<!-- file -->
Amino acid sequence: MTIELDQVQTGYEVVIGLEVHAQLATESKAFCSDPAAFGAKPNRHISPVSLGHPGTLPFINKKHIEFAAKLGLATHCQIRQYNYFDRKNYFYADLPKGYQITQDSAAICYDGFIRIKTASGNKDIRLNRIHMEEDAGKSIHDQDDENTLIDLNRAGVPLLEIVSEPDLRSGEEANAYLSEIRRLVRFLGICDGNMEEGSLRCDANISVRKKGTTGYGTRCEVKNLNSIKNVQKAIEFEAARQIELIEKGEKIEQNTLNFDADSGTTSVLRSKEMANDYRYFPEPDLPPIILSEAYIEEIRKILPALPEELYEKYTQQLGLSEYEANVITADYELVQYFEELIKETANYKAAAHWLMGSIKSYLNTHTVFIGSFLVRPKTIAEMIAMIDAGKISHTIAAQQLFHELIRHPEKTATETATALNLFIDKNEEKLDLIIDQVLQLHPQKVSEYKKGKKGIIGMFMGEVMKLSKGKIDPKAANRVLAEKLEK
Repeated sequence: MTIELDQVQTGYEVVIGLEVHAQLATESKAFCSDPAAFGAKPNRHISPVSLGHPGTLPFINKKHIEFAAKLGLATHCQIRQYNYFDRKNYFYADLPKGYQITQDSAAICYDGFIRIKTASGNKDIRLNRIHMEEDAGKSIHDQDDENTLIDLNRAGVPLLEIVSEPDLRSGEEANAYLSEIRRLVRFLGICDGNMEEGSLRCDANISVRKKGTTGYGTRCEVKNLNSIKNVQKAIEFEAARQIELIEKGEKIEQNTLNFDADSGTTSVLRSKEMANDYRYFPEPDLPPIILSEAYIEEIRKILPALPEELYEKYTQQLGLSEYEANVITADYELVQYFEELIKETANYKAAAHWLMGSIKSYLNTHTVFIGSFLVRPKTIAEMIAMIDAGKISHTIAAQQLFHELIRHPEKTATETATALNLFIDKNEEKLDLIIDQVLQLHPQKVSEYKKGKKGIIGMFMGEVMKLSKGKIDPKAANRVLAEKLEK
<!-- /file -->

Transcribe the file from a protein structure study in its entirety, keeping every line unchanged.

Amino acid sequence: MTIELDQVQTGYEVVIGLEVHAQLATESKAFCSDPAAFGAKPNRHISPVSLGHPGTLPFINKKHIEFAAKLGLATHCQIRQYNYFDRKNYFYADLPKGYQITQDSAAICYDGFIRIKTASGNKDIRLNRIHMEEDAGKSIHDQDDENTLIDLNRAGVPLLEIVSEPDLRSGEEANAYLSEIRRLVRFLGICDGNMEEGSLRCDANISVRKKGTTGYGTRCEVKNLNSIKNVQKAIEFEAARQIELIEKGEKIEQNTLNFDADSGTTSVLRSKEMANDYRYFPEPDLPPIILSEAYIEEIRKILPALPEELYEKYTQQLGLSEYEANVITADYELVQYFEELIKETANYKAAAHWLMGSIKSYLNTHTVFIGSFLVRPKTIAEMIAMIDAGKISHTIAAQQLFHELIRHPEKTATETATALNLFIDKNEEKLDLIIDQVLQLHPQKVSEYKKGKKGIIGMFMGEVMKLSKGKIDPKAANRVLAEKLEK
Repeated sequence: MTIELDQVQTGYEVVIGLEVHAQLATESKAFCSDPAAFGAKPNRHISPVSLGHPGTLPFINKKHIEFAAKLGLATHCQIRQYNYFDRKNYFYADLPKGYQITQDSAAICYDGFIRIKTASGNKDIRLNRIHMEEDAGKSIHDQDDENTLIDLNRAGVPLLEIVSEPDLRSGEEANAYLSEIRRLVRFLGICDGNMEEGSLRCDANISVRKKGTTGYGTRCEVKNLNSIKNVQKAIEFEAARQIELIEKGEKIEQNTLNFDADSGTTSVLRSKEMANDYRYFPEPDLPPIILSEAYIEEIRKILPALPEELYEKYTQQLGLSEYEANVITADYELVQYFEELIKETANYKAAAHWLMGSIKSYLNTHTVFIGSFLVRPKTIAEMIAMIDAGKISHTIAAQQLFHELIRHPEKTATETATALNLFIDKNEEKLDLIIDQVLQLHPQKVSEYKKGKKGIIGMFMGEVMKLSKGKIDPKAANRVLAEKLEK